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Arnold Jeffrey JOHNSON, Appellant v. STATE of Mississippi, Appellee.
Lester Bledsoe, Appellant v. State of Mississippi, Appellee.
¶ 1. Lester Bledsoe and Arnold Johnson were convicted of armed robbery by a Calhoun County jury. Both were sentenced to thirty-five years' imprisonment as habitual offenders. Both have appealed and the cases have been consolidated for our review.
¶ 2. Bledsoe and Johnson both allege the eyewitness identifications of them by the victims should have been suppressed, and the verdict was against the overwhelming weight of the evidence. Johnson also argues the trial court erred in refusing to grant a requested continuance and by excluding certain testimony. For the reasons discussed below, we affirm.
¶ 3. Around 9:00 p.m. on June 15, 2001, a man knocked on the door of the home of Wayne and Nona Faye Clark, claiming he wished to make a payment on the Steen account. The Clarks own and operate a furniture store and sometimes finance purchases for customers. On occasion, customers would come by the house after business hours to make payments.
¶ 4. Wayne Clark allowed the caller into the house. Very shortly afterwards, a second man entered the house. Mr. Clark, sensing trouble, attempted to draw a pistol from his pocket but the weapon snagged on his clothing. The second intruder seized the gun and turned it on Mr. Clark. This same individual tied up Mr. Clark while the other tied up Mrs. Clark and pushed her to the floor behind a couch. A third man entered the house and rifled through the rooms. Mr. Clark's wallet and some jewelry were taken and the men left together.
¶ 5. The Clarks freed themselves and proceeded to a neighbor's home to contact police. At the time, they gave the following descriptions of the robbers:
(1) Black male, second to enter, big man, 240-50 pounds, 5′9″ or 10″ with dark skin, a big round face and wearing a faded blue bandana.
(2) Black male, third to enter, 150-160 pounds, slim face, dark skin.
(3) Black male, first to enter, 160-170 pounds, neat hair, dressed casually.
¶ 6. No suspects were apprehended until October 2001. In the interim, the Clarks had attended a live line-up which did not include any of the appellants and they did not identify anyone at that time. In October, Mrs. Clark saw photographs in the newspaper of three individuals accused of robbing a bank in another town and immediately recognized two of them as the men who had robbed the Clarks in June. Mrs. Clark showed the photos to her husband, who recognized all three men. Authorities were notified and a photo array was brought for the Clarks to view. Mr. Clark identified all three men-Arnold Jeffrey Johnson, Lester Bledsoe and Jeffrey Hubbard, a/k/a Jeffrey Sally. Mrs. Clark identified Johnson and Hubbard but not Bledsoe.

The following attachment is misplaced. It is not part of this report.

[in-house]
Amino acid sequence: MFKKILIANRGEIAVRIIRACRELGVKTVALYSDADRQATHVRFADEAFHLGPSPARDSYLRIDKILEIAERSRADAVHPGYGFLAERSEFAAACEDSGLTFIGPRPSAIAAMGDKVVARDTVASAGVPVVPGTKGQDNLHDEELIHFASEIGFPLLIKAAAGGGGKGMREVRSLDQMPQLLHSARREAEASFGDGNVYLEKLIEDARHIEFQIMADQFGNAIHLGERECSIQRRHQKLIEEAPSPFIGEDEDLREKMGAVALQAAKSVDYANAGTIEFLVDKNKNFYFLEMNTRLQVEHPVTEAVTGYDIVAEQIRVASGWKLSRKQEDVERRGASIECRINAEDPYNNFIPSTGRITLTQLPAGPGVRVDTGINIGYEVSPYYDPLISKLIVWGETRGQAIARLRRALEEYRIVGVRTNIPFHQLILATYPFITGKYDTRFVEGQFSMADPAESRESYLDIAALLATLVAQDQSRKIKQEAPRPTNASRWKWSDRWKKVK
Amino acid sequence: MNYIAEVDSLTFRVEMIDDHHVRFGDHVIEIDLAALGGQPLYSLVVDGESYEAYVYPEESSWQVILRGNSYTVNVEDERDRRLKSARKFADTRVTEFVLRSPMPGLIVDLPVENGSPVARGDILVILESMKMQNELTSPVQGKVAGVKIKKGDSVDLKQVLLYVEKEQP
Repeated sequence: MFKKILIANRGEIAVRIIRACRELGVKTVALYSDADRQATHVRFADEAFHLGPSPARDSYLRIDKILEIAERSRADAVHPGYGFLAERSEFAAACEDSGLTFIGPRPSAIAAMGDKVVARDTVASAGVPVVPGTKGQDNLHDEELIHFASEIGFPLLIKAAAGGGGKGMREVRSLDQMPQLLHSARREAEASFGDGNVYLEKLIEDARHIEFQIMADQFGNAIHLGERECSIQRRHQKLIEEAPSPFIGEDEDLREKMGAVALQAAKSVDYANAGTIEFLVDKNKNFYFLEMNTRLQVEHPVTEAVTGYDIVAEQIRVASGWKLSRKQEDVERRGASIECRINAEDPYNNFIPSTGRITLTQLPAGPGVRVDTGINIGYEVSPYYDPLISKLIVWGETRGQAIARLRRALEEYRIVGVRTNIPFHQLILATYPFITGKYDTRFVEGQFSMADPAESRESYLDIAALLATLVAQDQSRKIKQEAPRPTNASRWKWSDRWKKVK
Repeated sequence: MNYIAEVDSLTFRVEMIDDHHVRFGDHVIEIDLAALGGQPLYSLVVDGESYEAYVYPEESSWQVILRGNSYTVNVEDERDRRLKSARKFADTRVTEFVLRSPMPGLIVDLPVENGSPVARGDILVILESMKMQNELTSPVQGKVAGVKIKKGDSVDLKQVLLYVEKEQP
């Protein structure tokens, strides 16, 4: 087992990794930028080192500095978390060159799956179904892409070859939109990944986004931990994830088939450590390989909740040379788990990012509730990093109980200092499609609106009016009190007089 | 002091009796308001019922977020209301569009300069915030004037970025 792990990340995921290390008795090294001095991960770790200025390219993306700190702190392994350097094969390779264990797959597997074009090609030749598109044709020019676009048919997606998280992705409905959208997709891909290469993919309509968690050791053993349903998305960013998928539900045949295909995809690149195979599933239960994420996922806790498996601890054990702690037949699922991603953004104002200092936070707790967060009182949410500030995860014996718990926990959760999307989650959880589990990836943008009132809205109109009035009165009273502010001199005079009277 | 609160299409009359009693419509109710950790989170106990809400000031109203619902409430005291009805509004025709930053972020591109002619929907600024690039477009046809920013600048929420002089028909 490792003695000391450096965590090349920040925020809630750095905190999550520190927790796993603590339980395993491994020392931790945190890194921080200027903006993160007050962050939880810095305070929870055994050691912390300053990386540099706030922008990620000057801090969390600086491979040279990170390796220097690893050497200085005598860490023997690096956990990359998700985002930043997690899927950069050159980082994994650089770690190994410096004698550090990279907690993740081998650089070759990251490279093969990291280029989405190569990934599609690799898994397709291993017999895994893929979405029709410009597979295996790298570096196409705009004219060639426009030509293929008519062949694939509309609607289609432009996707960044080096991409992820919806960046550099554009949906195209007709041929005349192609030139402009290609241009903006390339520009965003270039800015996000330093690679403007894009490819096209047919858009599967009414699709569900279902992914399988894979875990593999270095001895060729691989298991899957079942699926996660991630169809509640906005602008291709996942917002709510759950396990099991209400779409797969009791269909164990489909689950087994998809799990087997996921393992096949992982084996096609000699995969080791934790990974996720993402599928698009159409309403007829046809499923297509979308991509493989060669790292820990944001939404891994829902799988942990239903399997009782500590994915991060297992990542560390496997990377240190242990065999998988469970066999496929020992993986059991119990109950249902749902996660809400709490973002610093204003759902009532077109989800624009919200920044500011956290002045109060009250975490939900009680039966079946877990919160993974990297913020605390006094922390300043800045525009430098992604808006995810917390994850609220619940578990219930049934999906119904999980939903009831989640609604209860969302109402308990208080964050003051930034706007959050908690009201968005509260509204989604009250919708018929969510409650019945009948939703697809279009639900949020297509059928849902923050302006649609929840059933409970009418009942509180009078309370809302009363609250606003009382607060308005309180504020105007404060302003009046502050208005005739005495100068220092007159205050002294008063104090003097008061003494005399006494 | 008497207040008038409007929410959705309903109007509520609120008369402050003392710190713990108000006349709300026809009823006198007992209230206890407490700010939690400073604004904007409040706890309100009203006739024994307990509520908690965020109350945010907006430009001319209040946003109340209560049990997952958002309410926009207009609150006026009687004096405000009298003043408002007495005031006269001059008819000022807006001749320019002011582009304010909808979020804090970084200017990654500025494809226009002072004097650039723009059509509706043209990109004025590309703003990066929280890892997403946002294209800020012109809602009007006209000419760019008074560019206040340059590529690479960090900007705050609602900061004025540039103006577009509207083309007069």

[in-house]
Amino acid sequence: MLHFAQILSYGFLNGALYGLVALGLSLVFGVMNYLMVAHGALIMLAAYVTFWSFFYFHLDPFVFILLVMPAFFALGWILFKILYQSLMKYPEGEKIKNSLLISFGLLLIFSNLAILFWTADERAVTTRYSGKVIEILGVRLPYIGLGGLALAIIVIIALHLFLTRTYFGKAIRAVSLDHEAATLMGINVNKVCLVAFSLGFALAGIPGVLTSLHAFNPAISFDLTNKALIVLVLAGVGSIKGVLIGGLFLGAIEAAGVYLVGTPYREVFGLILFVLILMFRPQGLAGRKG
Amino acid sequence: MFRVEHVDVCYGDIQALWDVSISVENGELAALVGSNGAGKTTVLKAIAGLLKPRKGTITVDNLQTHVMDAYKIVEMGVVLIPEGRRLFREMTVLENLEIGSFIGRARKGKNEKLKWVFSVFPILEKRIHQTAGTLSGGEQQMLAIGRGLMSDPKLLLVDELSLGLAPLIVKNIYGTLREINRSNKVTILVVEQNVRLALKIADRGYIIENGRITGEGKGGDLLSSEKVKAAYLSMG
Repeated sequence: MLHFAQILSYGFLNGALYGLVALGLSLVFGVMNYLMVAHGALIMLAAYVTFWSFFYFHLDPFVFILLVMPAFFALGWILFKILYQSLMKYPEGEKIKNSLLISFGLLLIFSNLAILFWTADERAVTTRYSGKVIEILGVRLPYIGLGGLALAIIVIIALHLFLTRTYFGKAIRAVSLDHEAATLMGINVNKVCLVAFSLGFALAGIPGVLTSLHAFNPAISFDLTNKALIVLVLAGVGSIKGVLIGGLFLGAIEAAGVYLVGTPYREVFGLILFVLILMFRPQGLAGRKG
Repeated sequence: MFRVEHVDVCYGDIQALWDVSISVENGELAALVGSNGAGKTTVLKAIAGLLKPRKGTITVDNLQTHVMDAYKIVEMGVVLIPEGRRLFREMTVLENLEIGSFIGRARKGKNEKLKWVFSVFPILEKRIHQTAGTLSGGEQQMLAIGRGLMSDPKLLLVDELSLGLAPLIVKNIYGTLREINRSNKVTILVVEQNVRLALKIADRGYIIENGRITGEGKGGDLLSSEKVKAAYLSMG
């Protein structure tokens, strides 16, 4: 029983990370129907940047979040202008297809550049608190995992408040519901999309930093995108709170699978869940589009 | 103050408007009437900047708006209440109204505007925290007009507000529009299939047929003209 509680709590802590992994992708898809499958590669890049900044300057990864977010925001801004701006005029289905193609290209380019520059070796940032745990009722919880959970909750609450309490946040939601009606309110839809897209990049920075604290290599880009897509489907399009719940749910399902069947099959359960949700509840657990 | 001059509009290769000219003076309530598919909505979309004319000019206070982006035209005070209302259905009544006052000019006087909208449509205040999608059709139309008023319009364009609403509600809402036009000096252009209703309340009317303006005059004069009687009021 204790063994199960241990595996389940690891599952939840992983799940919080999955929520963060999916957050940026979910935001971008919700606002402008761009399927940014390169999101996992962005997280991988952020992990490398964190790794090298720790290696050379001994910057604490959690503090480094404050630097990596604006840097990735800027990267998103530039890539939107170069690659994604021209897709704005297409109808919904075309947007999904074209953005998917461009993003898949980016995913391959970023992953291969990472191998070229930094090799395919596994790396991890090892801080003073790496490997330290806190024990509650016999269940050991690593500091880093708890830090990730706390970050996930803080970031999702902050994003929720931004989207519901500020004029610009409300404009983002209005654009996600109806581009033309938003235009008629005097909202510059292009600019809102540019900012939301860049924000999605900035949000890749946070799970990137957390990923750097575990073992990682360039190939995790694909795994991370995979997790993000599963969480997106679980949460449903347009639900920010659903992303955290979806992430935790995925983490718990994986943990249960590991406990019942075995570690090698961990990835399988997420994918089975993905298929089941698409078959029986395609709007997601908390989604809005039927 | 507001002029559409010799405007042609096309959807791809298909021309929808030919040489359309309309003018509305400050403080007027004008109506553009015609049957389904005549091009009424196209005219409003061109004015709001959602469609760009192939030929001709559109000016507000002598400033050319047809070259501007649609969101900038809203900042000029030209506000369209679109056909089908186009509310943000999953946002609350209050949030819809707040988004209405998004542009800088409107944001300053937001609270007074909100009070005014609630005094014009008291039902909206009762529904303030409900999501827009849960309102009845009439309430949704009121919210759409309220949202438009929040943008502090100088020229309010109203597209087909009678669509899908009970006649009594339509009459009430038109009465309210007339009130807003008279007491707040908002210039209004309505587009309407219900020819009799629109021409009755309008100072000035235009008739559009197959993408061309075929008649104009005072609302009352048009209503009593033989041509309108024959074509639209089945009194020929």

¶ 7. Johnson, Bledsoe and Hubbard were jointly indicted but the court granted a motion to sever Hubbard's case and the trial proceeded with Johnson and Bledsoe only. The jury found both men guilty and this appeal followed.
1. Eye witness identifications
¶ 8. Both appellants argue the identification of them should have been suppressed because the photo array shown to the Clarks was unduly suggestive. The same photographs used in the newspaper bank robbery article were also used in the photo array. Bledsoe and Johnson's photos were inverted but otherwise the three pictures appeared side by side much as the newspaper had printed. The appellants also argue that contradictions between the Clarks' original statements and those made at a suppression hearing rendered the identification too unreliable to have been presented to the jury. Bledsoe adds the claim that law enforcement drew an “X” beneath his photo, conspicuously singling him out for misidentification.
¶ 9. Constitutional law dictates that identification procedures comport with due process requirements. Neil v. Biggers, 409 U.S. 188, 196, 93 S.Ct. 375, 34 L.Ed.2d 401 (1972). What is proscribed are unnecessarily suggestive pretrial identification procedures where a substantial likelihood of misidentification exists. York v. State, 413 So.2d 1372, 1380-81 (Miss.1982). Due process requires that police say or do nothing which would prompt a witness to identify a particular individual. Coleman v. Alabama, 399 U.S. 1, 5-6, 90 S.Ct. 1999, 26 L.Ed.2d 387 (1970). However, even an identification resulting from an unnecessarily suggestive identification procedure is not automatically to be excluded. York, 413 So.2d at 1381. If, under the totality of the circumstances, the identification is reliable, evidence concerning the out-of-court identification would still be admissible. Id.
¶ 10. As a preliminary matter, we note that Mrs. Clark never identified Bledsoe, only Mr. Clark. As Mrs. Clark explained, she was shoved behind the couch by the time the third intruder entered the home and she never saw him but for the briefest of glimpses through the front door. The third individual was identified by Mr. Clark as Bledsoe. Testimony as to when the officer placed an “X” beneath Bledsoe's photo differed. It was drawn either after Mr. Clark had identified all three men and before Mrs. Clark was shown the photo array, or after the array was shown to Mrs. Clark and the officer marked the individual photo to denote that Mrs. Clark did not identify Bledsoe.